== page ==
This kind of thorough cleaning caused me to question how well I perform my weekly housekeeping tasks; not good it seems as indicated by the dust, cobwebs and other unlikely debris found in the corners and crevices and the amount of clutter found in closets and cupboards.
My housekeeping influences came from polar opposites. My mother detested cleaning and her house showed it. My father came from a family that held cleanliness far above godliness, which is saying a lot for his staunch German Catholic ancestors. Growing up, I lived most of the year in my mother’s dust-covered clutter but spent summers with my father’s two matronly aunts, who never allowed a single dust particle to accumulate. My father, a seasoned alcoholic, still managed to maintain a spotless dwelling after he and my mother divorced. I often wonder if living with her haphazard cleaning style drove him to drink. My own housekeeping skills fall somewhere in the center. I can handle a bit of dust and some clutter, but find myself becoming grumpy when the dust and clutter become noticeable.
Housekeeping aside, it amazes me how much apparently useless “stuff” one accumulates in a short span of time.
Minutes into cleaning and sorting, I decided that people other than myself might need most of that stuff that I accumulated, so I began applying price tags (exceedingly cheap price tags) to a number of items before placing each in a box to hold for our community’s annual town-wide yard sale, which takes place in July. Now, my home is free of dust, smells better and I have cleaner, neater closets and cupboards. However, I also have boxes of stuff filling up half of the space in my office.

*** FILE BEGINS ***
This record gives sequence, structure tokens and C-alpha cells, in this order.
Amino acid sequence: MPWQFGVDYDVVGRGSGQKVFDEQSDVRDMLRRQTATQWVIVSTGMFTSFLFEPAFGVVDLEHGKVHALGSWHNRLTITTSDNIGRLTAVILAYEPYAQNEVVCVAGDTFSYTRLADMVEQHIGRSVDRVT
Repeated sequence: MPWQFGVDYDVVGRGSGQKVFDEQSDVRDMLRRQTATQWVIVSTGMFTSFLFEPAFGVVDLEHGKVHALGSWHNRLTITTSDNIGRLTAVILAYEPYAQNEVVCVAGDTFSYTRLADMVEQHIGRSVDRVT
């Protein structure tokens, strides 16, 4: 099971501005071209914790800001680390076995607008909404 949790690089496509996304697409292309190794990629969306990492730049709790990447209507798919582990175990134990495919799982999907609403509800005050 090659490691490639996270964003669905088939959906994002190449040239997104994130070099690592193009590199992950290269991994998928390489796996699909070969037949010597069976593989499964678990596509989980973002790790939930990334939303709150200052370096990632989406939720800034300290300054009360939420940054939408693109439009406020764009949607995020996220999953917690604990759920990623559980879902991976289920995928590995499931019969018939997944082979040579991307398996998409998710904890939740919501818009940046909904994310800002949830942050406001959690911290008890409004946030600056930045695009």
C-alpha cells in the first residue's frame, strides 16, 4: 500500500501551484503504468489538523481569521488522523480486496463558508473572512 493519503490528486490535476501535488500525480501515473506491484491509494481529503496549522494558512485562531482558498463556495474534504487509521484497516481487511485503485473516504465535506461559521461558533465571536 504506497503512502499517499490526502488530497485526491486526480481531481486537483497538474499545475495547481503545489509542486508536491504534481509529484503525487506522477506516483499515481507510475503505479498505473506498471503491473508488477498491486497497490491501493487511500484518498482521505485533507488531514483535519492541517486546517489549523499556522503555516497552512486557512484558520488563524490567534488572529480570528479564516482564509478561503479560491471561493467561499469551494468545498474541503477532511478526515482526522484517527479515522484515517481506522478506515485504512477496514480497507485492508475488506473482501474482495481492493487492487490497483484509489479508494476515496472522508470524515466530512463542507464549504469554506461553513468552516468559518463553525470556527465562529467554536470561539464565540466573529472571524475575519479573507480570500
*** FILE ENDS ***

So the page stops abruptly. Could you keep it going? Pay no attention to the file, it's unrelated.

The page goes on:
It sort of reminds me of my asparagus bed, which I planned to replant but never quite got around to. Instead, I allowed a few dill plants to go to seed last fall, which resulted in a bed filled with lush dill seedlings. Now, that is what I call good clutter.
I love the smell of Dill while it is growing, but adding it fresh to food, like in the potato salad below, is even better.
Dilled Potato Salad
2 Large Yukon Gold or Russet potatoes (about 1 pound), peeled and cut into ½” cubes
2 Tablespoons mayonnaise
2 Tablespoons plain Greek Yogurt
¼ Teaspoon salt or to taste
1 Tablespoon chopped fresh dill weed
1. Steam potato cubes until tender, 8-10 minutes.
2. Place cooked potato cubes in a bowl and set aside to cool to lukewarm
3. Whisk mayonnaise, yogurt, salt and dill weed together and pour over warm potatoes.
4. Toss gently to coat, cover and allow to cool at least 2 hours in the refrigerator before serving.
Note: You can add a small amount of chopped celery and/or onion if you desire, but I like the simple taste of the dill with the potato. You may use low or no-fat mayonnaise and/or yogurt if you wish.